In 2017, we wrote 54 blog posts (including this one!). We’ve shared tales of fieldwork adventures in the Arctic, conferences, workshops, discussion groups and more.
We hope that through our words and photos we’ve provided a glimpse into life as a scientist and what the research journey involves. Indeed, things don’t always go to plan. But sometimes expectations are surpassed, or what initially seemed bad doesn’t turn out that bad after all.
It’s been a great year for Team Shrub (stay tuned for our blog post on our highlights from the year!), and as 2017 comes to a close we would like to reflect on those 54 blog posts and share our very favourites.
The votes are in. Here are the results, in no particular order: our ten favourite blog post of 2017!
Changes on Qikiqtaruk: Perspectives from Ranger Ricky Joe
Yukon Parks ranger Ricky Joe shares his perspectives on life in the Arctic, working on the land, and the changes he has observed on Qikiqtaruk.
Qikiqtaruk perspectives by ranger Edward McLeod
Yukon Parks ranger Edward McLeod shares his perspectives on working as a park ranger and the collaboration between the rangers and researchers here on the island.
The Power of Stories
Fieldwork and stories tend to go hand in hand – funny stories liven up those moments when no field plan seems to work, and evenings after a day’s work can quickly go from quiet to lively chatter. Stories are how we communicate both our daily lives and our science.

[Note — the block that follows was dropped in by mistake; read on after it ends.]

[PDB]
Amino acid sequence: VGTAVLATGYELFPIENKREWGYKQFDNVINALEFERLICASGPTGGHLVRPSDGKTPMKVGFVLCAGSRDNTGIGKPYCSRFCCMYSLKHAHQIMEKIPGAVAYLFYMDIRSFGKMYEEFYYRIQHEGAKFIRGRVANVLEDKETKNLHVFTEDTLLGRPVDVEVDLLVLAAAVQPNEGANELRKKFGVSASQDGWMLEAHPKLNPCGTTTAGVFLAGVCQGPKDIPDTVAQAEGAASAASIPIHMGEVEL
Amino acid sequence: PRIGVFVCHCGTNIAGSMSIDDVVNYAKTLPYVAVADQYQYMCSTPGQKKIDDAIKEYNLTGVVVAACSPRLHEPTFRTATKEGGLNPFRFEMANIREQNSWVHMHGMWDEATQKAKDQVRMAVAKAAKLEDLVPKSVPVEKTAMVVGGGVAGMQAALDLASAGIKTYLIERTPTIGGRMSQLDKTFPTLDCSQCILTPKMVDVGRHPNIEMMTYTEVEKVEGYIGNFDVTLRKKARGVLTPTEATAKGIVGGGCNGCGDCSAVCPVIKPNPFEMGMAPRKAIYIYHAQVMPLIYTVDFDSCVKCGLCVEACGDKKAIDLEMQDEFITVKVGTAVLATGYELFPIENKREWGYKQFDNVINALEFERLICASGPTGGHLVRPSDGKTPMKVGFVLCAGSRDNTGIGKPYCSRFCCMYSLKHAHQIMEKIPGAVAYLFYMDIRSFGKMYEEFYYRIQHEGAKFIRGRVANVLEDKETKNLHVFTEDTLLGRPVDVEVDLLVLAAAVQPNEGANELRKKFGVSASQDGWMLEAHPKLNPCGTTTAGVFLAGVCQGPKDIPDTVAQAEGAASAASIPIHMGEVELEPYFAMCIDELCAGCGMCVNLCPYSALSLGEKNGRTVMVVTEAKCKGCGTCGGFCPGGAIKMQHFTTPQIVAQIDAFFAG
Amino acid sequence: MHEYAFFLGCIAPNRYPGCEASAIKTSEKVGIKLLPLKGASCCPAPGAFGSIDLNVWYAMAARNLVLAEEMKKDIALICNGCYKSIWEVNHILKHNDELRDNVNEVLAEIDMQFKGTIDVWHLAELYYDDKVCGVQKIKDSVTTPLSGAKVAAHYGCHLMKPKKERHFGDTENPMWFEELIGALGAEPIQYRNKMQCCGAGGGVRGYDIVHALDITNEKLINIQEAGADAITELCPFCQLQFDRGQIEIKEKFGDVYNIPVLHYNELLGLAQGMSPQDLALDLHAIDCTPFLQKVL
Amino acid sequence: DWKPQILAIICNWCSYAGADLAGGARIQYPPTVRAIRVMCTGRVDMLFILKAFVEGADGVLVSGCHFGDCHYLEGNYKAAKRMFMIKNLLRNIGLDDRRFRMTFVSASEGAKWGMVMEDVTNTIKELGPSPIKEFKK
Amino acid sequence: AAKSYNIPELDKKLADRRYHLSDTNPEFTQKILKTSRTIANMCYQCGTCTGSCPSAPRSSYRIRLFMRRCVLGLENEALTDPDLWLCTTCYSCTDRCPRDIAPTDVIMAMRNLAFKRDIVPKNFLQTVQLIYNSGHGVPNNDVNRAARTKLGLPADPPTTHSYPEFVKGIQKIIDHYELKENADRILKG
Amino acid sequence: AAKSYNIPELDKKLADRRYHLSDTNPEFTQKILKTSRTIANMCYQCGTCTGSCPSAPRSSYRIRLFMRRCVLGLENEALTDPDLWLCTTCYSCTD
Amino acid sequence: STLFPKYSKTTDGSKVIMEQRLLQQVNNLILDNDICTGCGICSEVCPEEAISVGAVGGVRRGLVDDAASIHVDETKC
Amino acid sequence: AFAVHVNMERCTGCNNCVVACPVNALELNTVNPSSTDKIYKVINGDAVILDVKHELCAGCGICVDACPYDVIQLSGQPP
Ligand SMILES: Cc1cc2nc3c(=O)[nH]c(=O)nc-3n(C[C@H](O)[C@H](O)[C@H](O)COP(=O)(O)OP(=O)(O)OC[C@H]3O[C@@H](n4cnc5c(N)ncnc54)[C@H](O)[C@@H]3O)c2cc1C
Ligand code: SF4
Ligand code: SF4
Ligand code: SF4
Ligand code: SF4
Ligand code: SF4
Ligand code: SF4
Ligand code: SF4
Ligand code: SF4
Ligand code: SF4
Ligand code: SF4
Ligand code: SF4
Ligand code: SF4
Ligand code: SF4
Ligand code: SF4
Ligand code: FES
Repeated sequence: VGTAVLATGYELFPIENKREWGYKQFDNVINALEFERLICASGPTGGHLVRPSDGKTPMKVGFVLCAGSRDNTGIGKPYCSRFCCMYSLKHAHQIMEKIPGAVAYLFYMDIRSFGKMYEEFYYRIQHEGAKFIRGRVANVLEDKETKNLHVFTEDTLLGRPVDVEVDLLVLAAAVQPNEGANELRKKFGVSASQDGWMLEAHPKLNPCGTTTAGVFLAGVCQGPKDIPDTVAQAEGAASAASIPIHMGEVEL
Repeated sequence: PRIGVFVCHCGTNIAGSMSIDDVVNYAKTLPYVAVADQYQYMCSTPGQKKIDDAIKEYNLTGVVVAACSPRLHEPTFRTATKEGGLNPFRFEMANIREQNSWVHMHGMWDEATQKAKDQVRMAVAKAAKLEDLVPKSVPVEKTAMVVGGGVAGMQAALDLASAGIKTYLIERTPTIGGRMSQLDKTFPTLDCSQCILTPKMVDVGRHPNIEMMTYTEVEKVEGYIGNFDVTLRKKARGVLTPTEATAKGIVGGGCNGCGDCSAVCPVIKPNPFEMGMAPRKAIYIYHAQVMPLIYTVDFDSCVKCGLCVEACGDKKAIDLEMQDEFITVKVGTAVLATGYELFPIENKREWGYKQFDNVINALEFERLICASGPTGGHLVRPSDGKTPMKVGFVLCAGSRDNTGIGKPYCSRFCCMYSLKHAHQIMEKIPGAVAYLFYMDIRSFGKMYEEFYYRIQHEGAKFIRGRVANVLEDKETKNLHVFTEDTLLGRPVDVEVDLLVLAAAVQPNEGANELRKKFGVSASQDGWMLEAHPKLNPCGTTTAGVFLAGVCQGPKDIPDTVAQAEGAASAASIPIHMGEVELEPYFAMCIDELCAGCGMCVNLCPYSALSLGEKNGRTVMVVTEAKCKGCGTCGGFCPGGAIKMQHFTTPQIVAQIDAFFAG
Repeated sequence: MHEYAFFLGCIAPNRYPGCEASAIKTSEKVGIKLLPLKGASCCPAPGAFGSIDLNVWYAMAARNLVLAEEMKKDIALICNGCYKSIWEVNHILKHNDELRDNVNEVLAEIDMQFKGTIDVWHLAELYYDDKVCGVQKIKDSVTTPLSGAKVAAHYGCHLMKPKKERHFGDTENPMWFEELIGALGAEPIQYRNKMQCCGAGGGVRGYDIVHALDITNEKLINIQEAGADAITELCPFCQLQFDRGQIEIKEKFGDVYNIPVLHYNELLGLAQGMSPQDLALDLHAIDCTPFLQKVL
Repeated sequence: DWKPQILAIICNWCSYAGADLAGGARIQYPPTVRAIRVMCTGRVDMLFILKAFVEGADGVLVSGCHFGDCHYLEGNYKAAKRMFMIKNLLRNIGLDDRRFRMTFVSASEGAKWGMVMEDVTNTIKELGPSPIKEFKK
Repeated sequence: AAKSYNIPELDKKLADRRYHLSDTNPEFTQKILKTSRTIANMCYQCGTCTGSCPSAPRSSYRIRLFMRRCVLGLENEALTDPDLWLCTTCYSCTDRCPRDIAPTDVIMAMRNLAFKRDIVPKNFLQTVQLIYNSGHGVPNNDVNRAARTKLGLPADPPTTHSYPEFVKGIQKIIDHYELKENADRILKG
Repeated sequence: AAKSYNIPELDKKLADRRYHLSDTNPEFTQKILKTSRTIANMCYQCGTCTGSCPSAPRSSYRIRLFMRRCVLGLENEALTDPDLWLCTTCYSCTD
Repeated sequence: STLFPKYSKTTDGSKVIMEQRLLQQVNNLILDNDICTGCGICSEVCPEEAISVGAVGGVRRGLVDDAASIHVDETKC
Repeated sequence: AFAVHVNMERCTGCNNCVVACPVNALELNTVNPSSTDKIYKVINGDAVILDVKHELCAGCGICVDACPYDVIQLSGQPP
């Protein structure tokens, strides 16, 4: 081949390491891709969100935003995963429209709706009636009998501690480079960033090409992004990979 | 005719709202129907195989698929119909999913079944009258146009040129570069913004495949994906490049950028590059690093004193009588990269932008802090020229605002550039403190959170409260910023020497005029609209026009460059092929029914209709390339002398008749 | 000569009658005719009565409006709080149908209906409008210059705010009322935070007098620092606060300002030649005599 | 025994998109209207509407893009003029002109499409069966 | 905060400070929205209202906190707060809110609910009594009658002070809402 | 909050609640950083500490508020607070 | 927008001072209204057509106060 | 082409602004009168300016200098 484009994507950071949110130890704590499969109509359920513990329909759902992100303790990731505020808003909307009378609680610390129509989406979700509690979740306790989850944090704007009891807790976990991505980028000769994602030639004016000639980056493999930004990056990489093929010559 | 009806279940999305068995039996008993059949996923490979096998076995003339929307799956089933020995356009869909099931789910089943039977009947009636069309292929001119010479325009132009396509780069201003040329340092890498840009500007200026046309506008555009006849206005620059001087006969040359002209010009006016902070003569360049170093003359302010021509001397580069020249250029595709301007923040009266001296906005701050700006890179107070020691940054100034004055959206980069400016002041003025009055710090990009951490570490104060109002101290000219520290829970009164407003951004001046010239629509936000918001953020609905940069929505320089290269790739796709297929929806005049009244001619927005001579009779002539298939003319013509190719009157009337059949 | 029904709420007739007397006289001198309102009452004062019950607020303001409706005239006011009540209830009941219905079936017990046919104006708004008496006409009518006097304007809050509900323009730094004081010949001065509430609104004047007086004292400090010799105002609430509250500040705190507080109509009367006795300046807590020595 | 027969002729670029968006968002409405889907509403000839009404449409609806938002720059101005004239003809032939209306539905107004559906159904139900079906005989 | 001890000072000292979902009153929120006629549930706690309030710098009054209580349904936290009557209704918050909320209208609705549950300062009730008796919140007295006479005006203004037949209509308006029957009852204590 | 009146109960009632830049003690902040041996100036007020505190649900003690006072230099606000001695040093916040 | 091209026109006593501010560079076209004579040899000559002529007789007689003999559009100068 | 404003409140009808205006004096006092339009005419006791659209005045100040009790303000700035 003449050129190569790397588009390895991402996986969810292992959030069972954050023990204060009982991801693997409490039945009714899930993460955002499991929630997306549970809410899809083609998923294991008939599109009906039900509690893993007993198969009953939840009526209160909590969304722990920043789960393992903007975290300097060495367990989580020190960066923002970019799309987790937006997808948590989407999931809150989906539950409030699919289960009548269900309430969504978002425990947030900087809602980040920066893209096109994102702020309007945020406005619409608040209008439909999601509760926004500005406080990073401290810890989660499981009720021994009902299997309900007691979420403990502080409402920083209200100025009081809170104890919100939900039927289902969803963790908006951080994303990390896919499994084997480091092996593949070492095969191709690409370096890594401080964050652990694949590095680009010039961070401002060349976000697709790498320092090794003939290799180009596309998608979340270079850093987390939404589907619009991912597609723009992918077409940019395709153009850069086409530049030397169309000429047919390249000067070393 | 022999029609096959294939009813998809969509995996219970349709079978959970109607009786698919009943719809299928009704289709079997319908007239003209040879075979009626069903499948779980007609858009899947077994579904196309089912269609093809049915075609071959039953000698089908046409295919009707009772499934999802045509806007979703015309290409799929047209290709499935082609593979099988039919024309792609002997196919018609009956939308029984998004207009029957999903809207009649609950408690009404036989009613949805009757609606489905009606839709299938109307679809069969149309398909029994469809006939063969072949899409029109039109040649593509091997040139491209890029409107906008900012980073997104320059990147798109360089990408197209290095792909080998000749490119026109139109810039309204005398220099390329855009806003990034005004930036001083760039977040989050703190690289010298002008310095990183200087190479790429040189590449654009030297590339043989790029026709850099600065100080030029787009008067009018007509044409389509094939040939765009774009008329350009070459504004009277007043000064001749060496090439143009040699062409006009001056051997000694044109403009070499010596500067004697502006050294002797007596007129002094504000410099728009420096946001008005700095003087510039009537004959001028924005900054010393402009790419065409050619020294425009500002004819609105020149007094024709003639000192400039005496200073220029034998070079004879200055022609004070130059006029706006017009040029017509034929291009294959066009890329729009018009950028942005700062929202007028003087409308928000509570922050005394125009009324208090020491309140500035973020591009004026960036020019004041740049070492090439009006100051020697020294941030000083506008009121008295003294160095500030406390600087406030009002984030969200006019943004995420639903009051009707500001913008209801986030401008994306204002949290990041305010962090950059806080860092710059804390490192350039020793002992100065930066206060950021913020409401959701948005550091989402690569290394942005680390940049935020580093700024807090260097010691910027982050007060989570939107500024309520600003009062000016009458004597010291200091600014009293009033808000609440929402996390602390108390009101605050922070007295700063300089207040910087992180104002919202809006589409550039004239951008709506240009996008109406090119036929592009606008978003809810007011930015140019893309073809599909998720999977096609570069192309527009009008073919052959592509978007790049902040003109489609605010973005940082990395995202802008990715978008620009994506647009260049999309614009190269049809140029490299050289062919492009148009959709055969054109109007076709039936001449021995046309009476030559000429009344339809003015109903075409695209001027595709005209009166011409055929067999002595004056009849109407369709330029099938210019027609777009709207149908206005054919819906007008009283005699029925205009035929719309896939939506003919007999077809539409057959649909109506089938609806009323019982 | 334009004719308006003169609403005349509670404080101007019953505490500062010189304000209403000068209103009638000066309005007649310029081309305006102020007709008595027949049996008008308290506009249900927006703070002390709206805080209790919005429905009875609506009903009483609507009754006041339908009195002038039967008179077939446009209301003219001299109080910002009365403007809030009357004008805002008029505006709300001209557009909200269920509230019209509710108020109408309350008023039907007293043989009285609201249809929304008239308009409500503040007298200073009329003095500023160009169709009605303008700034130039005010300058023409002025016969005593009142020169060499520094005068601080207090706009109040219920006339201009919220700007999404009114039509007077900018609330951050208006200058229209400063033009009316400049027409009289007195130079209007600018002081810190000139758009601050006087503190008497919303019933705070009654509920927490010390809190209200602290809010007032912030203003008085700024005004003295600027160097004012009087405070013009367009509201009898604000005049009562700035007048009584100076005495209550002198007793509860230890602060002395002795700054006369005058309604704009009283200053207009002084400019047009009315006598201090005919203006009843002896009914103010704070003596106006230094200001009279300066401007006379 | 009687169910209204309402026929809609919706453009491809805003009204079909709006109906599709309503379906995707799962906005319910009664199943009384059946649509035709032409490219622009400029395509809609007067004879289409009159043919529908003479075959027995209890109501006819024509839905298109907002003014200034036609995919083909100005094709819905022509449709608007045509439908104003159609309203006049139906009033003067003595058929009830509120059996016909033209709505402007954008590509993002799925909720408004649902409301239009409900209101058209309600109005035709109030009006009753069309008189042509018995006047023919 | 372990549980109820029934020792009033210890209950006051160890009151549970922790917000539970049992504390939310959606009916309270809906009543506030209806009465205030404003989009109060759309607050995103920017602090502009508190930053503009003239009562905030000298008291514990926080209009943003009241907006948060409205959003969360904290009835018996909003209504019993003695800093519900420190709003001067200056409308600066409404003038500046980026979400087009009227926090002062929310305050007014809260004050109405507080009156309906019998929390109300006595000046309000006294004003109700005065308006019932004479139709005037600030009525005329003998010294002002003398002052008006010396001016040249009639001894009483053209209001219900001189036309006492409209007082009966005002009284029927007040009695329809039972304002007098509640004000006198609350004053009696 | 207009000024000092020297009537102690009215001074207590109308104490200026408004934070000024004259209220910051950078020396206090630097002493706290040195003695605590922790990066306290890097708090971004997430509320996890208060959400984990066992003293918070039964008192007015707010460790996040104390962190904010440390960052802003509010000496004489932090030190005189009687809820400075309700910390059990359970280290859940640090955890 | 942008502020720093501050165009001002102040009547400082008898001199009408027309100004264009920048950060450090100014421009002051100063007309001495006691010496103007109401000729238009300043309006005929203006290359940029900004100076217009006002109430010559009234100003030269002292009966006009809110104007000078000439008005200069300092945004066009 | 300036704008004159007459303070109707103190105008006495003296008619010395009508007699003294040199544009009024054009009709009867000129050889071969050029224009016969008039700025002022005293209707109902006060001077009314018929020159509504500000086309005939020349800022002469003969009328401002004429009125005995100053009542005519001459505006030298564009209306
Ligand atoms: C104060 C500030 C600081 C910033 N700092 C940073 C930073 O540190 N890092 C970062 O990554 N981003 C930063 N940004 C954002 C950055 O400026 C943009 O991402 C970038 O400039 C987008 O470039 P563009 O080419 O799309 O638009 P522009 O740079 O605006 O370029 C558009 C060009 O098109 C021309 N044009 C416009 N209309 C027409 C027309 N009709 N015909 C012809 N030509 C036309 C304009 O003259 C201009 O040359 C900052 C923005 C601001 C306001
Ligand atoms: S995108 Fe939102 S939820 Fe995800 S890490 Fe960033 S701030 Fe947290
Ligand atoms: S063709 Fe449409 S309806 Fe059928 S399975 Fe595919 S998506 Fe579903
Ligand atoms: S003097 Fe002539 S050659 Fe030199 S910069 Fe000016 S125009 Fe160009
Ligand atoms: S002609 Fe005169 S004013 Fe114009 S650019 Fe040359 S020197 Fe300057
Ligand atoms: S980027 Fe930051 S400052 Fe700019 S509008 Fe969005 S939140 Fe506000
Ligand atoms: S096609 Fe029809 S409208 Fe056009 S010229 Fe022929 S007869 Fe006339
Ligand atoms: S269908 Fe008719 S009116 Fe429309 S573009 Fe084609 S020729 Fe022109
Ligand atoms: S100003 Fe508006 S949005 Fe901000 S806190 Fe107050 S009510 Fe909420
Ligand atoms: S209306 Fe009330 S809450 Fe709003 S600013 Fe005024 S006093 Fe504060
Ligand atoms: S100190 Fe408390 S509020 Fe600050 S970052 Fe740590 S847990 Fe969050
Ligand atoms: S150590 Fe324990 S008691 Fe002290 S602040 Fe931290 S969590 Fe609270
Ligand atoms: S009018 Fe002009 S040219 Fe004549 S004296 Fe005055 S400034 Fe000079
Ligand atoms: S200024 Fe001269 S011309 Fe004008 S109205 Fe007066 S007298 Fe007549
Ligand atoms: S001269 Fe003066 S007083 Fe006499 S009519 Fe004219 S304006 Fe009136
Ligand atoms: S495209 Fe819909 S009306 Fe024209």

Deep in the shrubs – birding the willows on Herschel Island-Qikiqtaruk
It was little more than a flash in the willows, just for an instant and then vanishing, but one that stopped me in my tracks. Could that have been a hummingbird?
Yukon Parks Conservation Biologist Cameron Eckert shares fantastic stories of bird sightings on Qikiqtaruk. Cameron has studied the birds, wildlife, and ecosystems of the Yukon’s North Slope and Herschel Island for the past 25 years, and he works with Yukon Parks Rangers to coordinate the island’s ecological monitoring programme.
The end of a chapter (and the drafting of many)
Perhaps it was when I was waving to someone with a rusty hammer across a dusty runway, dragging a sledge full of dead leaves. Or perhaps it was when digging sunflower seeds out of the snow at 6am, while listening out for birdcalls and watching for bears. Or maybe when burying teabags on a wet mountainside, hoping they didn’t blow away in the wind. Whenever it was, I came to the realisation that this mad adventure called a PhD is soon to be over.